Let’s say you want to design a weaving pattern but don’t know how to go about it. First let’s decide what kind of pattern you want to design—a textured pattern or a figure (e.g. heart, diamond…).
(for Amelia in Korea—thank you for asking!)
- Why do pin loomers use three-layer warping?
- Is it stronger?
- What are the differences between 1-, 2-, and 3-layer warping?
- How do we decide which warping method to use?
First of all—and this is easy to overlook; I often make the l-to-r mistake when I forget to pay attention to what I’m doing—READ ROW INSTRUCTIONS LEFT-TO-RIGHT ON EVEN ROWS, RIGHT-TO-LEFT ON ODD ROWS.
These colors usually appear only on three-layer warp (3LW) patterns:
Red = UNDER
Blue = OVER
White or Gray = PLAIN weave
Green = optional Under
Light Blue = optional Over — not used very often
Here are some examples:
By no means do I consider myself an expert adviser on the subject of making patterns pop. I’ve made a lot of squares—enough to know that there are no rules, or if there are, they elude me. If I say, “Use high contrast,” along comes a pattern to defy that rule—it’ll show up better in two subtle tints of the same color. (I have such a square in my collection, but can’t readily lay hands on it.) And don’t get me started on “Use complementary colors”—that rarely works.
Because I have too many squares and it’s been waaaay too long since I looked at most of them, I’ve decided to limit my subject today to the topic of using variegated yarn in pattern weaves.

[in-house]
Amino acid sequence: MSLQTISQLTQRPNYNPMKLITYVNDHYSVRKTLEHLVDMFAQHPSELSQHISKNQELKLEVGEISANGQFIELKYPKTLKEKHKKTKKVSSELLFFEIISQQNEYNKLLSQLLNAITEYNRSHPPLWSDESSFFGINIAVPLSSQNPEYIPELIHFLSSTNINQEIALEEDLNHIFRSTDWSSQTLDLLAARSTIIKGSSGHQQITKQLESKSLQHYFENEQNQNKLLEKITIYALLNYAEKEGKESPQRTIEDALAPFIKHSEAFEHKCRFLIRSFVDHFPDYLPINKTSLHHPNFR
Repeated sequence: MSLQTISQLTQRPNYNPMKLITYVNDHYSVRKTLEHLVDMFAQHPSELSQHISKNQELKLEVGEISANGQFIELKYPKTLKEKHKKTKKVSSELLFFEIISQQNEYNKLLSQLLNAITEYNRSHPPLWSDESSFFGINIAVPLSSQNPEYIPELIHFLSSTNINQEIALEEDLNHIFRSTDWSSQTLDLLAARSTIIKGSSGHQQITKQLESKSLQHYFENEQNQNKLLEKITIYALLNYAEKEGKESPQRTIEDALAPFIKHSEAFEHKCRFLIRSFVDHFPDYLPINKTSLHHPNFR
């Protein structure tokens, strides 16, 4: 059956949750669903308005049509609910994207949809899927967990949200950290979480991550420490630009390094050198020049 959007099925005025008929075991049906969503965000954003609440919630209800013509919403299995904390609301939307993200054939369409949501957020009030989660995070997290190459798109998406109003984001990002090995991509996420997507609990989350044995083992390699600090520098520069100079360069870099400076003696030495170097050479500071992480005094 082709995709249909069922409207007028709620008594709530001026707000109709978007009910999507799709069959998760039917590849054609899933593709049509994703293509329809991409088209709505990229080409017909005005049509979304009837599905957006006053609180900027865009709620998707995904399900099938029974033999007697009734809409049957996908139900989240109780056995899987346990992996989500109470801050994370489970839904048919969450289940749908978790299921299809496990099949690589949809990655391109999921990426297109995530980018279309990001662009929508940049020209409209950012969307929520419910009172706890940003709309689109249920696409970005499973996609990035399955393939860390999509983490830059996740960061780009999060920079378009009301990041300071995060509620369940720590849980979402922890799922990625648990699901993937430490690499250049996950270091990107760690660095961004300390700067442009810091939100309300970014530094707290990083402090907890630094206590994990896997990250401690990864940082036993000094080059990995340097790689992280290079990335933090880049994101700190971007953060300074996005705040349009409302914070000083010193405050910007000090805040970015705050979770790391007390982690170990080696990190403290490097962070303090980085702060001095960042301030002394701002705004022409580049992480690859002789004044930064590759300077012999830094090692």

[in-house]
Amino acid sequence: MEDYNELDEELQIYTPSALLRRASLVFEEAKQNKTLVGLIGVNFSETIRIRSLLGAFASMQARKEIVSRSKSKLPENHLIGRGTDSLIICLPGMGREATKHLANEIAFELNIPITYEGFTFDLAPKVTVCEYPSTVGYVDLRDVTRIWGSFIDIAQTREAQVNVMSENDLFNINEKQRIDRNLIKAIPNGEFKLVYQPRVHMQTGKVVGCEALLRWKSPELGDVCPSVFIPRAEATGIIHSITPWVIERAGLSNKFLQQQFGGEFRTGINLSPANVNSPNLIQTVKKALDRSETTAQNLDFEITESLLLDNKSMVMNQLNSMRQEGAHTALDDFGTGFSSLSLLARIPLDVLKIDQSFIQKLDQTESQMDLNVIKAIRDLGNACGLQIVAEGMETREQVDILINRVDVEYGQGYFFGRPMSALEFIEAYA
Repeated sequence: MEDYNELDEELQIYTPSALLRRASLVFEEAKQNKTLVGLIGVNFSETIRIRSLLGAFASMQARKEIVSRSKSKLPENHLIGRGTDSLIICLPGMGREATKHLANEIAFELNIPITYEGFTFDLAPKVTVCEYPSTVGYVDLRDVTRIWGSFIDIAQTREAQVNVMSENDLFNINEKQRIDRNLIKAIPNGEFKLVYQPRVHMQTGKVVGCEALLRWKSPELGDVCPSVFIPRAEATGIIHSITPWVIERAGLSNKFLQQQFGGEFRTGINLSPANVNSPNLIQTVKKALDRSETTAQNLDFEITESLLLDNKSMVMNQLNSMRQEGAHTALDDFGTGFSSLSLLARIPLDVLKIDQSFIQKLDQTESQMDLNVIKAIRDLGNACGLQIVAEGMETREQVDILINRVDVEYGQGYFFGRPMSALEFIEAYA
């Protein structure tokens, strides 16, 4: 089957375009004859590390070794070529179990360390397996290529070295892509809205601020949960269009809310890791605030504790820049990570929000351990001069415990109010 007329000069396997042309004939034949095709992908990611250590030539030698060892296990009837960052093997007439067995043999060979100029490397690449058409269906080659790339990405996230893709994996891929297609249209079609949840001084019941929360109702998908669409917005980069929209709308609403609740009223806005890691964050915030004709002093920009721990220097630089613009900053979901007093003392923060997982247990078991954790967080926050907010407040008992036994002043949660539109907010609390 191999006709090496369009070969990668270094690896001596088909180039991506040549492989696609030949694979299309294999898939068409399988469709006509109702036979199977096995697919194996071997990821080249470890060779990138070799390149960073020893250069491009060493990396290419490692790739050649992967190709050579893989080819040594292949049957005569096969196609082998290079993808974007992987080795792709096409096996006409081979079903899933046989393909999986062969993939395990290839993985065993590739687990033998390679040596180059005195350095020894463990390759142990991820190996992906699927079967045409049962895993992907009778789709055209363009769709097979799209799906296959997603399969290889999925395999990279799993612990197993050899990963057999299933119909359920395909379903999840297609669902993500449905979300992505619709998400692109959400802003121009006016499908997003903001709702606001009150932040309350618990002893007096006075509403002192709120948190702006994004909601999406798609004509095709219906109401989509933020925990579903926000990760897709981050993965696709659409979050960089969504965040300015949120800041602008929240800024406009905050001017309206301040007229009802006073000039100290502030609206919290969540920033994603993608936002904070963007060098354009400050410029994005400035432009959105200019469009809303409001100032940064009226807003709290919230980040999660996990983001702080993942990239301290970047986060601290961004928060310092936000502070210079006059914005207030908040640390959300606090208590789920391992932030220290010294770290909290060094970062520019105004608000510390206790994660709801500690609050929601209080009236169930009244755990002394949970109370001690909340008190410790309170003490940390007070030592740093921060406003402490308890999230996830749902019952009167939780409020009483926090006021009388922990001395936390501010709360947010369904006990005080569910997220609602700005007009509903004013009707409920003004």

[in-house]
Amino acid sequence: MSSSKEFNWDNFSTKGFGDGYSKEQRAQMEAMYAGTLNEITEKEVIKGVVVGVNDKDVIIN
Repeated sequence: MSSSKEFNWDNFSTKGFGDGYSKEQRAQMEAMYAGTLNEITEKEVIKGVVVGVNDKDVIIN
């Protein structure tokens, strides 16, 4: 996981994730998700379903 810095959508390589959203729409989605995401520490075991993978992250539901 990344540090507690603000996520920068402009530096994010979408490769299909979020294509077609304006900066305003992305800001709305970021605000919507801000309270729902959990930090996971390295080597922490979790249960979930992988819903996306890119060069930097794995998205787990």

First, let me say I LOVE, LOVE, LOVE variegated yarn, but I think it looks best in plain weave squares. Read More →
How to make a buttonhole—I learned this nifty trick from a book on rigid heddle weaving and saw that it would easily adapt to pin loom weaving.
Before plunging in with buttonholes on your treasured project, it’s a good idea to practice first. Read More →
Enough time has passed since I last considered the issue of shrinkage that I had to check to see if I’d written about it before. I have, here: Shrinkage — Beginner’s Corner.
I guess this post makes my second time approaching the subject. As I do more projects I’m thinking these little practice sessions will come in handy.
The alphabet and numbers sets are now finished. The best way to find all of them in one place is by visiting the Topical Guide, under the heading Letters and Numbers. Click on the desired pattern and you’ll go right to it.
The numbers and letters can also be found by clicking on the Alphabet or Numbers category, but they won’t show up in alphabetical or numerical order (rather by the date on which they were published).
OR you can find them all here:
Letters and Numbers
- A, B, C, D, E, F, G, H, I, J, K, L, M, N, O, P, Q, R, S, T, U, V, W, X, Y, Z
- 0, 1, 2, 3, 4, 5, 6, 7, 8, 9
MEASURING WEFT (L4)
First, check the PIN WRAPS AND YARDAGE page (see tab at the top of this blog) to see if I’ve already figured it out for you.
If your loom size isn’t covered there, or if you’re on a desert island (you brought your pin loom weaving supplies of course) and don’t have access to the Internet, I’ve discovered a Helpful Hack for measuring weft.